Release Date: March 7
Director: Ira Sachs
Writer: Ira Sachs and Oren Moverman
Cinematographer: Peter Derning
Starring: Pierce Brosnan, Chris Cooper, Patricia Clarkson, Rachel McAdams
Studio/Run Time: Sony Pictures Classics, 90 mins.
I spent the first hour of Ira Sachs' new film, Married Life, trying to forget the opening credits
. Not because I didn't like them, but because they cast the shadow of a different kind of film over what came next. In the lively animated sequence, domestic paper dolls and twirling buds move in time to the buoyant voice of Doris Day who sings "I Can't Give You Anything But Love."
Set at the end of 1949, Married Life has the same look as the animated opening, the same crisp suits, colorful decor and perfect hair. An exquisite but weary Patricia Clarkson, an even-keel Chris Cooper, and a luminous, excessively-blonded Rachel McAdams look and interact like dolls clipped from the pages of Life magazine.
Cooper plays Harry, a married man having an affair who decides to murder his wife, played by Clarkson. Yet, despite this sinister plot, the film lacks the spunk, volume and whimsy of the animated opening, and the lassitude is noticeable immediately.
Oddly, Sachs sets us up to expect all manner of silliness or tears or thrills, but the film never approaches anything of the kind. It steps along at a slow, even pace while inviting comparisons to the intelligent weepies of Douglas Sirk, the suspense thrillers of Alfred Hitchcock, and the screwball comedies of Howard Hawks. (In Hawks' Bringing Up Baby, Cary Grant and Katherine Hepburn also sing "I Can't Give You Anything But Love," but they harmonize with a fox terrier and a leopard, neither of which appears here.) The angst of Woody Allen? The philosophizing of Bergman? None of these is perfectly apt because of the way Sachs resists getting the audience worked up, neither moved, excited, amused, nor philosophically engaged.
The litmus paper in this curious experiment is the fourth cast member, Pierce Brosnan, Harry's friend and the film's narrator. His chiseled, mannequin-like face could fit into any of the above films. In this one, will he be the loathsome cad or the paper-thin hero? Or is he working in Fred MacMurray mode (the physical resemblance is uncanny), and if so, which one? The kind, fatherly MacMurray of a million films or the murderin' piece o' work from Double Indemnity?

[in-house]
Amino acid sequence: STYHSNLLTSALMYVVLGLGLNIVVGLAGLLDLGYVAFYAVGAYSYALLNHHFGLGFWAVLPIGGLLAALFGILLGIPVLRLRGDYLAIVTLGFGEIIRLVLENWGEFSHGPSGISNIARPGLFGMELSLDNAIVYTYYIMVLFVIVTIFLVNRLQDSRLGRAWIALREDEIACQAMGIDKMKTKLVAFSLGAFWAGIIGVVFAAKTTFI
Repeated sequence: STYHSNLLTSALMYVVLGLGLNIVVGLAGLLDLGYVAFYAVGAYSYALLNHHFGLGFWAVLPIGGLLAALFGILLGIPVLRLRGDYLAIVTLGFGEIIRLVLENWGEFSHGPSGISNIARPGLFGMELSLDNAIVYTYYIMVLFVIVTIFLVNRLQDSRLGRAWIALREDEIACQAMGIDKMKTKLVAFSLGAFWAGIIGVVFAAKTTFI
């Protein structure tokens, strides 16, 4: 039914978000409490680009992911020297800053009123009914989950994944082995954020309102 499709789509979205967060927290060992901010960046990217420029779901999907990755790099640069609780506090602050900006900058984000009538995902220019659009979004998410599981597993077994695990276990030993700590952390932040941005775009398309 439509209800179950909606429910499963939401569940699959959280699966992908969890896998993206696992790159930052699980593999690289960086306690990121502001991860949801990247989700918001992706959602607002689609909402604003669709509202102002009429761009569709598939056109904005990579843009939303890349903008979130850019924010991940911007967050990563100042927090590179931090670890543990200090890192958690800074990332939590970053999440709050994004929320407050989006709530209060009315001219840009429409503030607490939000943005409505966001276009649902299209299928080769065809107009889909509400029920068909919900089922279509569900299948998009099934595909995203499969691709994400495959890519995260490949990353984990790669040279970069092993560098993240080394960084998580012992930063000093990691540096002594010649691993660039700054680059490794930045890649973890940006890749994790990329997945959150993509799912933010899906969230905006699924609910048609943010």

The answer is, again, none of the above. Like the rest of the cast, Brosnan provides a well-tuned, nuanced portrait of normalcy, and nothing more. The film never fully embraces the genres it skirts, treating them instead like red herrings. Notably, Sachs co-wrote the film with Oren Moverman who also co-wrote Todd Hayes’ wildly, intentionally fragmented Bob Dylan film, I’m Not There.
In the end, Married Life is simply a series of mannered conversations that occasionally involve topics like poison and murder and love and divorce, but it applies them with such mild force that they seem secondary. It’s not unpleasant, except for the lingering question: secondary to what?
The closest comparison, if you subtract the fedoras, may be the films of Eric Rohmer, the French director of morality tales in which lovers simply converse. That would make two American Rohmer imitations in as many years, the first being Chris Rock's ambitious, if not entirely successful, remake of Rohmer's Chloe in the Afternoon, which he called I Think I Love My Wife.
And that sounds like something Harry might say: I think I love my wife. Therefore I shall poison her to spare her the pain of my affair. Married Life isn't riotously funny or deeply probing or even particularly clever, and I doubt it'll push any new thoughts about marriage into anyone's noggin. But it's elegant, unhurried, and, if you meet it half way, softly satisfying, not like any of the engaging films that it resembles but like the muffled clap of a velvet-covered ring box snapping shut.